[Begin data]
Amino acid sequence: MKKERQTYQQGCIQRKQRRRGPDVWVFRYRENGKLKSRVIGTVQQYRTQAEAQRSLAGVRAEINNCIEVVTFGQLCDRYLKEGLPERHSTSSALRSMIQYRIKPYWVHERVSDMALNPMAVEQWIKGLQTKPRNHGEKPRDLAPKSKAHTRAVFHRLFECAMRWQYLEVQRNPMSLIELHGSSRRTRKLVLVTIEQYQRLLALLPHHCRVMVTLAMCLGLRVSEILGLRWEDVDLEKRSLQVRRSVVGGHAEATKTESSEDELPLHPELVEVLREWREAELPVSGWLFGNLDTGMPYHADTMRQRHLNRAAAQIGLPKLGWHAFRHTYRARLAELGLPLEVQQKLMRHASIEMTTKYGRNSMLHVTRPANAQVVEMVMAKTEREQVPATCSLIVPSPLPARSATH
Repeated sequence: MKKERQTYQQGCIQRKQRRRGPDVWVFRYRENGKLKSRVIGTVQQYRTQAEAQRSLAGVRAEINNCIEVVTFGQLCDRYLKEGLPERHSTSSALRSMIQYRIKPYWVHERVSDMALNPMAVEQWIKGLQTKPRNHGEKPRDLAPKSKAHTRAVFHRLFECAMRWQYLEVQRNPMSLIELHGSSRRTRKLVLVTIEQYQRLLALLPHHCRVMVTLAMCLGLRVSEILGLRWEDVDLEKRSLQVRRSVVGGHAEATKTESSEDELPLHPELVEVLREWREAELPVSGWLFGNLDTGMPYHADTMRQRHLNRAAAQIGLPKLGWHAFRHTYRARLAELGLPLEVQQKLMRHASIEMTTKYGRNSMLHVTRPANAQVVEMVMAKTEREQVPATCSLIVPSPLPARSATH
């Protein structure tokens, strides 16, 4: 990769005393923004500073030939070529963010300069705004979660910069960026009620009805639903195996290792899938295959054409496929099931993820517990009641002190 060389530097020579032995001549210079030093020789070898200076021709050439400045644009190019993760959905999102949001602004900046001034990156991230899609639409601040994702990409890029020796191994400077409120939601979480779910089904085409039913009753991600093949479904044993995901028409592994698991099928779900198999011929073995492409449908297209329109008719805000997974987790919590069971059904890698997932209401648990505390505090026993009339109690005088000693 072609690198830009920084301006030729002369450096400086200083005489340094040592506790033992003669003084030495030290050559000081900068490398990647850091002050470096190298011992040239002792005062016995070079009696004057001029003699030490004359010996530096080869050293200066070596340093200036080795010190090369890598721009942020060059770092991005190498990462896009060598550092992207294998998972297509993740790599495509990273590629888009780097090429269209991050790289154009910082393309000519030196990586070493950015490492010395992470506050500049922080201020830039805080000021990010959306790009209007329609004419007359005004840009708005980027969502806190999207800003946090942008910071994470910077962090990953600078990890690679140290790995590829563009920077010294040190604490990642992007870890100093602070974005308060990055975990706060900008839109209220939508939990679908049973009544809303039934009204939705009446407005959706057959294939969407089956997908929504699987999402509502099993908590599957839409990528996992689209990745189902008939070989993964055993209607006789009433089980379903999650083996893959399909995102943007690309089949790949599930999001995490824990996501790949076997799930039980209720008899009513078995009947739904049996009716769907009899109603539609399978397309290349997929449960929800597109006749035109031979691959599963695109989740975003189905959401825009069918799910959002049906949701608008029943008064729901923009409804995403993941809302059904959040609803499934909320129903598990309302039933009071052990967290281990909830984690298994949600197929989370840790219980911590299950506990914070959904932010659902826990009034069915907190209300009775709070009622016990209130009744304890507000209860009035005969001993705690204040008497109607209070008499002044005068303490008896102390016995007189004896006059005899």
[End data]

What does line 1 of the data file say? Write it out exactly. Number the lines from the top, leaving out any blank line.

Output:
Amino acid sequence: MKKERQTYQQGCIQRKQRRRGPDVWVFRYRENGKLKSRVIGTVQQYRTQAEAQRSLAGVRAEINNCIEVVTFGQLCDRYLKEGLPERHSTSSALRSMIQYRIKPYWVHERVSDMALNPMAVEQWIKGLQTKPRNHGEKPRDLAPKSKAHTRAVFHRLFECAMRWQYLEVQRNPMSLIELHGSSRRTRKLVLVTIEQYQRLLALLPHHCRVMVTLAMCLGLRVSEILGLRWEDVDLEKRSLQVRRSVVGGHAEATKTESSEDELPLHPELVEVLREWREAELPVSGWLFGNLDTGMPYHADTMRQRHLNRAAAQIGLPKLGWHAFRHTYRARLAELGLPLEVQQKLMRHASIEMTTKYGRNSMLHVTRPANAQVVEMVMAKTEREQVPATCSLIVPSPLPARSATH